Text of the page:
Kellianne - I should totally write a screenplay for a scary movie. I did lots of things I shouldn't have!

    Ron-We were too young/stupid to really think the better of it.

    Anonymous-Creepy. That is all!

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  13. Sheesh! (A) that's scary and (B) you guys were freaking NUTS! Did they ever catch the escapee?

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  14. It was scary! I have no idea whether they caught the guy or not. I'm sure they did. It's funny how THAT detail doesn't reside in my brain. Probably because it didn't matter to me as a child. But the sound when that man hit the ground with his boots, and the jingling, and the pace he ran away....those things are all permanently lodged in my head.

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  15. Cool story Krystal...sometimes we do mad, bad and dangerous things as kids...it's good to have the freedom for this...it makes us the adults we are...tell us more Krystal!

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  16. That is pretty scary. Me and a friend walked in on some burglars too once. I'll never forget the mix of emotions - scared out of my mind and mad as hell too!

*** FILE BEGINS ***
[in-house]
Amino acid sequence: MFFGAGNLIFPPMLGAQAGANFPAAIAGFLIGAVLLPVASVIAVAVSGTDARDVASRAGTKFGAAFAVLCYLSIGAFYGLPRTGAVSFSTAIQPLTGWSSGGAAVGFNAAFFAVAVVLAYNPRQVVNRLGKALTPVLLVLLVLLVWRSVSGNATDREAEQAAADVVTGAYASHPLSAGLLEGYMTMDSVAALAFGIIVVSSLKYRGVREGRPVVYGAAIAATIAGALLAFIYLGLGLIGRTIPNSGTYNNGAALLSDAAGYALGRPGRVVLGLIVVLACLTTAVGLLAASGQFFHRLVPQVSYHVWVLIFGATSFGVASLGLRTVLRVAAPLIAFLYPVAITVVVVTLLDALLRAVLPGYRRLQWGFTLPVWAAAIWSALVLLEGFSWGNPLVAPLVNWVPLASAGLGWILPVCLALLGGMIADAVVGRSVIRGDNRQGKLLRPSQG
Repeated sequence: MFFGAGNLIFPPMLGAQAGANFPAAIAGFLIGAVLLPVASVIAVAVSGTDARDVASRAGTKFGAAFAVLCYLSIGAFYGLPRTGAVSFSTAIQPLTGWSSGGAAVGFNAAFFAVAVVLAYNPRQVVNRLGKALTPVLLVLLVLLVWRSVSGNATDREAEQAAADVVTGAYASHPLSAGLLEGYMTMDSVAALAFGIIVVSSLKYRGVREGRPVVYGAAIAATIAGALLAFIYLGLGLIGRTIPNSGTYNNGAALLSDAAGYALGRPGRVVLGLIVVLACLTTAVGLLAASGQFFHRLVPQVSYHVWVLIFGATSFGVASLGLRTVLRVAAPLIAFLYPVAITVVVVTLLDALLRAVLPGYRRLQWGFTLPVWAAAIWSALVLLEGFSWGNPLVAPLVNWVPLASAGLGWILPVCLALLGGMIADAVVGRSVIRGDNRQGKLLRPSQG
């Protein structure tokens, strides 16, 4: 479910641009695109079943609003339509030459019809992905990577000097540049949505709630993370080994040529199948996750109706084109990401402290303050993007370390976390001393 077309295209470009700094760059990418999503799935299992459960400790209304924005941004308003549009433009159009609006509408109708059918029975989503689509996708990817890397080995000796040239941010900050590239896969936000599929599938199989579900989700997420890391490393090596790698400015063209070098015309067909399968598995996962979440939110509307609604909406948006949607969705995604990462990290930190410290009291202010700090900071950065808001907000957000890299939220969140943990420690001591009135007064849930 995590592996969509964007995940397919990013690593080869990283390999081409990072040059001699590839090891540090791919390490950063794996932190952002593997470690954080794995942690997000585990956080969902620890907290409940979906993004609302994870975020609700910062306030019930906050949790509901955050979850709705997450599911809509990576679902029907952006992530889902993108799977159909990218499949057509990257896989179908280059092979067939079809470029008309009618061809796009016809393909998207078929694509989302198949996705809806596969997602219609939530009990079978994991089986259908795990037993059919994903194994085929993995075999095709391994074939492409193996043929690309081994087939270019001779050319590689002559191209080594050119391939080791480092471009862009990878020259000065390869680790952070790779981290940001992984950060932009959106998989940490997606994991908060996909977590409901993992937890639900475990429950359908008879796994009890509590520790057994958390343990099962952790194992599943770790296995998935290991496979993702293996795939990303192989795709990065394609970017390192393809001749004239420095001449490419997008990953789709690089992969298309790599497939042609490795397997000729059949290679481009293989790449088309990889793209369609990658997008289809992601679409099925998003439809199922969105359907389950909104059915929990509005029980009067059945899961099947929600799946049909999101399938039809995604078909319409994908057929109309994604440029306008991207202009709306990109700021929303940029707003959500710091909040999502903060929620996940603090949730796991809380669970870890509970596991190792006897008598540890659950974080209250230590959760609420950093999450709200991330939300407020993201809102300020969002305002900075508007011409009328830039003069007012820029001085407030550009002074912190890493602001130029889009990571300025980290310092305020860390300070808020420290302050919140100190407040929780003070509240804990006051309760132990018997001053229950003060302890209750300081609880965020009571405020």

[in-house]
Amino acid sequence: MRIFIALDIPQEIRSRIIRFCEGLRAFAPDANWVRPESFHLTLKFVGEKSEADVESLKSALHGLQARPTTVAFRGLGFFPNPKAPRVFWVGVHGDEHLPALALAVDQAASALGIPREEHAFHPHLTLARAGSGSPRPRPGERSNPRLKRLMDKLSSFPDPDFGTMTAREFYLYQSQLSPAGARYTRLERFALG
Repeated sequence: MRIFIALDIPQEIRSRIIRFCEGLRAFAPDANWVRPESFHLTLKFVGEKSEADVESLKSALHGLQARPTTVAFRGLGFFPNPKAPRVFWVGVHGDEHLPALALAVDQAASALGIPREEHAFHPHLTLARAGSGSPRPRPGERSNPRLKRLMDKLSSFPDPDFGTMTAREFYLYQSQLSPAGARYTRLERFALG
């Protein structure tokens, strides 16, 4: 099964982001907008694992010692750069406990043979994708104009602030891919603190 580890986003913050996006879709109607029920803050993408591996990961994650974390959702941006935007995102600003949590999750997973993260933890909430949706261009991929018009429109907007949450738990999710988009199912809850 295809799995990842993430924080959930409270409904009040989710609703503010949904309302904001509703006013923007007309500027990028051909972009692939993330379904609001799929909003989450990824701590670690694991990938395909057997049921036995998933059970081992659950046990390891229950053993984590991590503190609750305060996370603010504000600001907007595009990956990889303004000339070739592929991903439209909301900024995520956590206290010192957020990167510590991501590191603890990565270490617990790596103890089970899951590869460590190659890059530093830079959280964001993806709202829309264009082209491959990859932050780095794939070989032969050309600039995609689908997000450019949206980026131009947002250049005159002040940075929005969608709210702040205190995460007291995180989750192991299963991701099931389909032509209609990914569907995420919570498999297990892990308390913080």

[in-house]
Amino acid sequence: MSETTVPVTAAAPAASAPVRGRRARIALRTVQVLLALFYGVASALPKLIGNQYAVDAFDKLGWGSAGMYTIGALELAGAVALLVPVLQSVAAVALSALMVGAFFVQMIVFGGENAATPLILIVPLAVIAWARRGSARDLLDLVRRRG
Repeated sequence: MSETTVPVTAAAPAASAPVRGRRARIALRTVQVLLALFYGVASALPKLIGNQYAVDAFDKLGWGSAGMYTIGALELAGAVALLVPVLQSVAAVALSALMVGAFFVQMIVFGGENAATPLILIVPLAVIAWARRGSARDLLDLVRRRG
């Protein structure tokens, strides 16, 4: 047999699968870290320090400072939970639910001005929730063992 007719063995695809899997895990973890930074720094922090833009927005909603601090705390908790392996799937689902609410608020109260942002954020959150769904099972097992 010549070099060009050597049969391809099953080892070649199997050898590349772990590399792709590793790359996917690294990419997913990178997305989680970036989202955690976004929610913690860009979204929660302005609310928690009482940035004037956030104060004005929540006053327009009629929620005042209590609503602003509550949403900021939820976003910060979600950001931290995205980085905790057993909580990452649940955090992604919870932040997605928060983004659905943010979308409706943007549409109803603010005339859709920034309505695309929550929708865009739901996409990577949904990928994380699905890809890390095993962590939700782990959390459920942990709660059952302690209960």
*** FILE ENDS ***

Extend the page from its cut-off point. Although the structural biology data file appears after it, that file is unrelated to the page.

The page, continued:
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  17. Very creeptacular. I'd say lady luck was watching over you that day.

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  18. I wish my childhood had been as eventful.

    Well, on second thought....

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  19. Holy sh*t! And you guys were going after him with a dull machete? Wow. Scary, scary. You have some crazy ones, girl. I love every one of them.

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  20. "The blade was dull. Just like our plan." - I loved this. Great little tale and you recount it beautifully. I also thought it was funny you made note that climbing the walls to the hay storage was "very dangerous" while chasing after a burglar was merely dull. This is like a passage of a kids adventure story. Great stuff.